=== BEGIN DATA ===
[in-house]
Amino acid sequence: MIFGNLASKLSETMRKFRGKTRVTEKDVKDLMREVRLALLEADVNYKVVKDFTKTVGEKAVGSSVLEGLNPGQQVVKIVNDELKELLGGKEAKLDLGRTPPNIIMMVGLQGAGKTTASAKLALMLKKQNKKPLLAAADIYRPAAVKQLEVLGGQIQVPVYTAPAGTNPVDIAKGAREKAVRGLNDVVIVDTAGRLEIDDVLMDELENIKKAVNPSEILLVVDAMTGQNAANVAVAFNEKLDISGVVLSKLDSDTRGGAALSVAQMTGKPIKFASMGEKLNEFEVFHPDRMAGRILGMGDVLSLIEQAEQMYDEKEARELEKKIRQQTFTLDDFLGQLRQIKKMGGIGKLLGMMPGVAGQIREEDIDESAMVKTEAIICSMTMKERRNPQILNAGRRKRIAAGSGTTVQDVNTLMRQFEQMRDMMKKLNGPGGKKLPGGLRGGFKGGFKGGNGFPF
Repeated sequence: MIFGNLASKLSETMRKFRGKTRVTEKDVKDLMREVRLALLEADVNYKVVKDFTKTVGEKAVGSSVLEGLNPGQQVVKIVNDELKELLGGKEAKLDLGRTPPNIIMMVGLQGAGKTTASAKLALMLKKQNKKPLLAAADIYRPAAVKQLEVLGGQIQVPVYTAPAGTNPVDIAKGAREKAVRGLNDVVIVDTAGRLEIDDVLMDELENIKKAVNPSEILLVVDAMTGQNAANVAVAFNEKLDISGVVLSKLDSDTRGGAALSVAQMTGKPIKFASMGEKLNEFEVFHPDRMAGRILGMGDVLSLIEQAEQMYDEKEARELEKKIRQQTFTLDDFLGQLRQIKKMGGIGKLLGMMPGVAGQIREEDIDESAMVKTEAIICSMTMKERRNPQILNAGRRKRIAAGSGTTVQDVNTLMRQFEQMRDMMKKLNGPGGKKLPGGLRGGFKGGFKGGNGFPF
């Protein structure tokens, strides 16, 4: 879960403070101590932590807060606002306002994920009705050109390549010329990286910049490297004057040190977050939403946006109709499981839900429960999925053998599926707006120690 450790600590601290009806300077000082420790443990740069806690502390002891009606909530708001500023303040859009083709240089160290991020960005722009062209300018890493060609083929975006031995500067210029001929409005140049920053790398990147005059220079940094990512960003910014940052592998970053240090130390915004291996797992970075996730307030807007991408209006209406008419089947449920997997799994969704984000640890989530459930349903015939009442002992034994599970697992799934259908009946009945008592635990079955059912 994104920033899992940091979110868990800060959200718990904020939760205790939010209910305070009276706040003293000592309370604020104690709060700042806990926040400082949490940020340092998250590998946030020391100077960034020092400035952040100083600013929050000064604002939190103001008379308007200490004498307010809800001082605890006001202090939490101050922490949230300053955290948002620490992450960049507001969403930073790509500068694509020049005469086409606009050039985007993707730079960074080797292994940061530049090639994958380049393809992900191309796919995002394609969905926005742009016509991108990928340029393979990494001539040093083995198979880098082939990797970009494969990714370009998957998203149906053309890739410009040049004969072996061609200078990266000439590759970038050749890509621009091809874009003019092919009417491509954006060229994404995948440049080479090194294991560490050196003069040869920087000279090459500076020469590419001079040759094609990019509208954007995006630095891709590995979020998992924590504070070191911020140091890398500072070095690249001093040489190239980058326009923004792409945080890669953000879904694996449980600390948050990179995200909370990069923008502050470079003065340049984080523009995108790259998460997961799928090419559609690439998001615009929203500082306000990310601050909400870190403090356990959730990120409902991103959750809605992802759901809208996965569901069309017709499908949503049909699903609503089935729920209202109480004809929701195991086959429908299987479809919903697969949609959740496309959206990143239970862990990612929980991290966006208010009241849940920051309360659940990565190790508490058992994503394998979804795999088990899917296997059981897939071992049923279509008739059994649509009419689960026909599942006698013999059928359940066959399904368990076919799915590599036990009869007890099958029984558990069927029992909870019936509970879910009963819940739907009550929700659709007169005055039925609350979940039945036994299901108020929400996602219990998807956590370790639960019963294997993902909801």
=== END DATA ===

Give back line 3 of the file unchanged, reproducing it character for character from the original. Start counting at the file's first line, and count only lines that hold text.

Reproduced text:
Repeated sequence: MIFGNLASKLSETMRKFRGKTRVTEKDVKDLMREVRLALLEADVNYKVVKDFTKTVGEKAVGSSVLEGLNPGQQVVKIVNDELKELLGGKEAKLDLGRTPPNIIMMVGLQGAGKTTASAKLALMLKKQNKKPLLAAADIYRPAAVKQLEVLGGQIQVPVYTAPAGTNPVDIAKGAREKAVRGLNDVVIVDTAGRLEIDDVLMDELENIKKAVNPSEILLVVDAMTGQNAANVAVAFNEKLDISGVVLSKLDSDTRGGAALSVAQMTGKPIKFASMGEKLNEFEVFHPDRMAGRILGMGDVLSLIEQAEQMYDEKEARELEKKIRQQTFTLDDFLGQLRQIKKMGGIGKLLGMMPGVAGQIREEDIDESAMVKTEAIICSMTMKERRNPQILNAGRRKRIAAGSGTTVQDVNTLMRQFEQMRDMMKKLNGPGGKKLPGGLRGGFKGGFKGGNGFPF